Two Medicare practices many of the same obnoxious behaviors found in HMOs like routine denials, forcing docs to constantly appeal decisions over pennies. You either have to hire another employee to fight with medicare over reimbursement for 8 hours a day, or face the fact that beyond only reimbursing you for a fraction of what your time and work is worth, they will also routinely fuck you over approvals and micromanage your care.

    While getting more people care would be wonderful, unless medicare is restructured to reward PCPs and GPs for going into an underpaid yet incredibly important branch of medicine, the basic infrastructure will fail. And if you tell current medical students everyone will soon be under medicare? None will become PCPs. They’ve heard the stories, they know.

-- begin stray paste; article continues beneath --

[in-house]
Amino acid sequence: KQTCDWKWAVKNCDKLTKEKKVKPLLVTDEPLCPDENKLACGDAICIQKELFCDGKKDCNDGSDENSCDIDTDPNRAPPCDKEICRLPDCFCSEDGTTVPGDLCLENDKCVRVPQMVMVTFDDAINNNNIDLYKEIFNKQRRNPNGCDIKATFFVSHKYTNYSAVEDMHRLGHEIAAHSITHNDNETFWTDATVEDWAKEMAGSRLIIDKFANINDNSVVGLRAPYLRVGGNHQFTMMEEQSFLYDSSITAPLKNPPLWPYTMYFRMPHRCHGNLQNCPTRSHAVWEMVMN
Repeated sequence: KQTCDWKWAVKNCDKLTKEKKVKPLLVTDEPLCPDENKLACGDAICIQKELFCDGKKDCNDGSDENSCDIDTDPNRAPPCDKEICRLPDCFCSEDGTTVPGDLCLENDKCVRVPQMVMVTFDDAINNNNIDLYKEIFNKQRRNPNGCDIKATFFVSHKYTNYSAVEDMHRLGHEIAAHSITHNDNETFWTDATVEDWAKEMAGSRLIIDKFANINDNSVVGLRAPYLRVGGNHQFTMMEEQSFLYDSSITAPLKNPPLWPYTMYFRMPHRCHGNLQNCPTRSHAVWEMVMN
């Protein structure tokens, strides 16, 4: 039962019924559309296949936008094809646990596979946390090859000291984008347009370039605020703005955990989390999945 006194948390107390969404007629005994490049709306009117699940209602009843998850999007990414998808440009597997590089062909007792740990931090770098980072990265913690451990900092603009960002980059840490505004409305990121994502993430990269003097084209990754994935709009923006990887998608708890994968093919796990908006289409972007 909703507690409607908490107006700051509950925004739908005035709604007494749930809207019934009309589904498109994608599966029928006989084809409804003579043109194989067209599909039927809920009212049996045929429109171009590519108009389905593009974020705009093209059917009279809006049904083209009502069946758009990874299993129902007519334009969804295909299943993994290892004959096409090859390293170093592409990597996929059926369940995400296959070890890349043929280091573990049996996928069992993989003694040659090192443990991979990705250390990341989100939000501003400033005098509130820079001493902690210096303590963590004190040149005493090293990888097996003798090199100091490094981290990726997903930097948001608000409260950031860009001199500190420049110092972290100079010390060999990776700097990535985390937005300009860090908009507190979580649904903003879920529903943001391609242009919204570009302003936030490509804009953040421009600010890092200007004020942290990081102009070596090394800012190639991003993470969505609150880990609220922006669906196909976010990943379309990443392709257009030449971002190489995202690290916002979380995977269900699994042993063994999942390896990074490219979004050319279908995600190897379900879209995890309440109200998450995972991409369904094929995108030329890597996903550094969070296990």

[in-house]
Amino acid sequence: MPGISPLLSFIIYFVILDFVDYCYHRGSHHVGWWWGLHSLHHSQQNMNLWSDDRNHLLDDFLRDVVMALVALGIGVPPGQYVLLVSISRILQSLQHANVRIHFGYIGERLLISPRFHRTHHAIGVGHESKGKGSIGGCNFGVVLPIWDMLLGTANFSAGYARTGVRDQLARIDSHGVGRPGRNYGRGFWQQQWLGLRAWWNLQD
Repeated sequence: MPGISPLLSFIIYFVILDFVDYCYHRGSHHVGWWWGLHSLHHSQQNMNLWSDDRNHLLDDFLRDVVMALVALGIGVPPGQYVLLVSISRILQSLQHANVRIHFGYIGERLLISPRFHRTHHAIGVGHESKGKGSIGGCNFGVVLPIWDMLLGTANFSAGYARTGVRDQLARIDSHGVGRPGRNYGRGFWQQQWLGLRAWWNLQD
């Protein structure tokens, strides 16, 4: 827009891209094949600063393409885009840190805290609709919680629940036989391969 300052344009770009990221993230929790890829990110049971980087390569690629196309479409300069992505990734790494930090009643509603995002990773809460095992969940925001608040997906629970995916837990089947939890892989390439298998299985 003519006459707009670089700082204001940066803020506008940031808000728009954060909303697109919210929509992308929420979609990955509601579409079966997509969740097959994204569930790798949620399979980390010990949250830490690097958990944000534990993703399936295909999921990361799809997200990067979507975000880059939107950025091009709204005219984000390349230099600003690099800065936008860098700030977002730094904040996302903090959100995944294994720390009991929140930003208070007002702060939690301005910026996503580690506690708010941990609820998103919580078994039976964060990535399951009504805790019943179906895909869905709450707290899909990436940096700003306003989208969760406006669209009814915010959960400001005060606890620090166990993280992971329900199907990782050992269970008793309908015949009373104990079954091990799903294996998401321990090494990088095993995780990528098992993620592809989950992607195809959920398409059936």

2. #2 Kaleberg
    January 1, 2008

    The problem with primary care physicians is not just a problem with Medicare. Private companies pull the same garbage, and doctors need to hire entire staffs to deal with the various reimbursement forms and arguing for payment for treatment. In fact, if this problem is going to be fixed, and GPs better rewarded for their front line service, then it is likely that the change will come from Medicare, not the private sector. Medicare makes political decisions; private health insurers make economic ones.

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  5. #5 kısırlık ilacı
    February 3, 2011

    Private companies pull the same garbage, and doctors need to hire entire staffs to deal with the various reimbursement forms and arguing for payment for treatment. In fact, if this problem is going to be fixed, and GPs better rewarded for their front line service, then it is likely that the change will come from Medicare, not the private sector. Medicare makes